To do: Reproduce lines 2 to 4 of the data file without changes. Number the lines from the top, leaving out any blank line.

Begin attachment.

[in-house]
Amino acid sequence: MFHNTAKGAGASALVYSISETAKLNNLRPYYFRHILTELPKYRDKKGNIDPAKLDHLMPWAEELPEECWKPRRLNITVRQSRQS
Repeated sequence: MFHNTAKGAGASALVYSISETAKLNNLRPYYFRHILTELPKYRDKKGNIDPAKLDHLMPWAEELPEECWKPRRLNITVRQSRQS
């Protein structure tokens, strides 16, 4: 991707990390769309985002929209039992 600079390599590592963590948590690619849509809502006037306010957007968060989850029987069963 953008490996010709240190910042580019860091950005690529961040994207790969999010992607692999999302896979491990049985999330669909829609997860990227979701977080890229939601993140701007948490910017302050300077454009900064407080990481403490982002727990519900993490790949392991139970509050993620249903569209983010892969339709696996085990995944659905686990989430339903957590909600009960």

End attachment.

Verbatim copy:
Amino acid sequence: MFHNTAKGAGASALVYSISETAKLNNLRPYYFRHILTELPKYRDKKGNIDPAKLDHLMPWAEELPEECWKPRRLNITVRQSRQS
Repeated sequence: MFHNTAKGAGASALVYSISETAKLNNLRPYYFRHILTELPKYRDKKGNIDPAKLDHLMPWAEELPEECWKPRRLNITVRQSRQS
């Protein structure tokens, strides 16, 4: 991707990390769309985002929209039992 600079390599590592963590948590690619849509809502006037306010957007968060989850029987069963 953008490996010709240190910042580019860091950005690529961040994207790969999010992607692999999302896979491990049985999330669909829609997860990227979701977080890229939601993140701007948490910017302050300077454009900064407080990481403490982002727990519900993490790949392991139970509050993620249903569209983010892969339709696996085990995944659905686990989430339903957590909600009960």